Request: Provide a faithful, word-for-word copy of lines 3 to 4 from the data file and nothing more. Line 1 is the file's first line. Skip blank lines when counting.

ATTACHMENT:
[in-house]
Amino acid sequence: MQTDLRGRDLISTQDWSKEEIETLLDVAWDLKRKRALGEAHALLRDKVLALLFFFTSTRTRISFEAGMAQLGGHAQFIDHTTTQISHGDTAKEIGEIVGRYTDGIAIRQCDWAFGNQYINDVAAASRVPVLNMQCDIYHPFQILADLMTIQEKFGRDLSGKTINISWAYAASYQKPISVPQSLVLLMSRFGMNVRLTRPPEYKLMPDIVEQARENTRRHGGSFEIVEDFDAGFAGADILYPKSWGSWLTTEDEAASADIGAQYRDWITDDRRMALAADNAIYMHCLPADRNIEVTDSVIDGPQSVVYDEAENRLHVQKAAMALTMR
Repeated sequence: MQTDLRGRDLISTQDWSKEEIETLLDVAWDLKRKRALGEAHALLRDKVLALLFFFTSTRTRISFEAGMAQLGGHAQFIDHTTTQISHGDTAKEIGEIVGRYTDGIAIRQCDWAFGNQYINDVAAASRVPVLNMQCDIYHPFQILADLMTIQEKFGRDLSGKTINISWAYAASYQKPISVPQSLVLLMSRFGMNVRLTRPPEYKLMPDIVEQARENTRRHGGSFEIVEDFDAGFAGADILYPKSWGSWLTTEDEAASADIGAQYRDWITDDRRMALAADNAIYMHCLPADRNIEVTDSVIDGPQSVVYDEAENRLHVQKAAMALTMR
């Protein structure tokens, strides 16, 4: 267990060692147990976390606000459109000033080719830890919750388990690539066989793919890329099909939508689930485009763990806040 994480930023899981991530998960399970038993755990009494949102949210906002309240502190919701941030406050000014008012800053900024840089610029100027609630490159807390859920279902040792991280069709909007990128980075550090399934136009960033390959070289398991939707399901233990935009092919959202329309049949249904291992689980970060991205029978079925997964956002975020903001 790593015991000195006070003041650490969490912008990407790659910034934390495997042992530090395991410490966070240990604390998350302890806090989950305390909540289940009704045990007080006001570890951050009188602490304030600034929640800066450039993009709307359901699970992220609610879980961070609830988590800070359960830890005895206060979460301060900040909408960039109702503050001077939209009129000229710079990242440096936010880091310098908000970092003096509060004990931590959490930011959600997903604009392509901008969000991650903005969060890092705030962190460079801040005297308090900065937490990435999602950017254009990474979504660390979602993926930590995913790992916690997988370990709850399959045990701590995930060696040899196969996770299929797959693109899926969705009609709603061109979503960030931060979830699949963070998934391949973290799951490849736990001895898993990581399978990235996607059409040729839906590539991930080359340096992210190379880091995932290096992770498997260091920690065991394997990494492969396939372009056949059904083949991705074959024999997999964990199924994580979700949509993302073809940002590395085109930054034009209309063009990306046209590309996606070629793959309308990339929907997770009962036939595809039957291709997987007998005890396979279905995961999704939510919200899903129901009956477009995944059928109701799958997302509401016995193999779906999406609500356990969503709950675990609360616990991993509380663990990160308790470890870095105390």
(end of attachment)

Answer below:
Repeated sequence: MQTDLRGRDLISTQDWSKEEIETLLDVAWDLKRKRALGEAHALLRDKVLALLFFFTSTRTRISFEAGMAQLGGHAQFIDHTTTQISHGDTAKEIGEIVGRYTDGIAIRQCDWAFGNQYINDVAAASRVPVLNMQCDIYHPFQILADLMTIQEKFGRDLSGKTINISWAYAASYQKPISVPQSLVLLMSRFGMNVRLTRPPEYKLMPDIVEQARENTRRHGGSFEIVEDFDAGFAGADILYPKSWGSWLTTEDEAASADIGAQYRDWITDDRRMALAADNAIYMHCLPADRNIEVTDSVIDGPQSVVYDEAENRLHVQKAAMALTMR
């Protein structure tokens, strides 16, 4: 267990060692147990976390606000459109000033080719830890919750388990690539066989793919890329099909939508689930485009763990806040 994480930023899981991530998960399970038993755990009494949102949210906002309240502190919701941030406050000014008012800053900024840089610029100027609630490159807390859920279902040792991280069709909007990128980075550090399934136009960033390959070289398991939707399901233990935009092919959202329309049949249904291992689980970060991205029978079925997964956002975020903001 790593015991000195006070003041650490969490912008990407790659910034934390495997042992530090395991410490966070240990604390998350302890806090989950305390909540289940009704045990007080006001570890951050009188602490304030600034929640800066450039993009709307359901699970992220609610879980961070609830988590800070359960830890005895206060979460301060900040909408960039109702503050001077939209009129000229710079990242440096936010880091310098908000970092003096509060004990931590959490930011959600997903604009392509901008969000991650903005969060890092705030962190460079801040005297308090900065937490990435999602950017254009990474979504660390979602993926930590995913790992916690997988370990709850399959045990701590995930060696040899196969996770299929797959693109899926969705009609709603061109979503960030931060979830699949963070998934391949973290799951490849736990001895898993990581399978990235996607059409040729839906590539991930080359340096992210190379880091995932290096992770498997260091920690065991394997990494492969396939372009056949059904083949991705074959024999997999964990199924994580979700949509993302073809940002590395085109930054034009209309063009990306046209590309996606070629793959309308990339929907997770009962036939595809039957291709997987007998005890396979279905995961999704939510919200899903129901009956477009995944059928109701799958997302509401016995193999779906999406609500356990969503709950675990609360616990991993509380663990990160308790470890870095105390």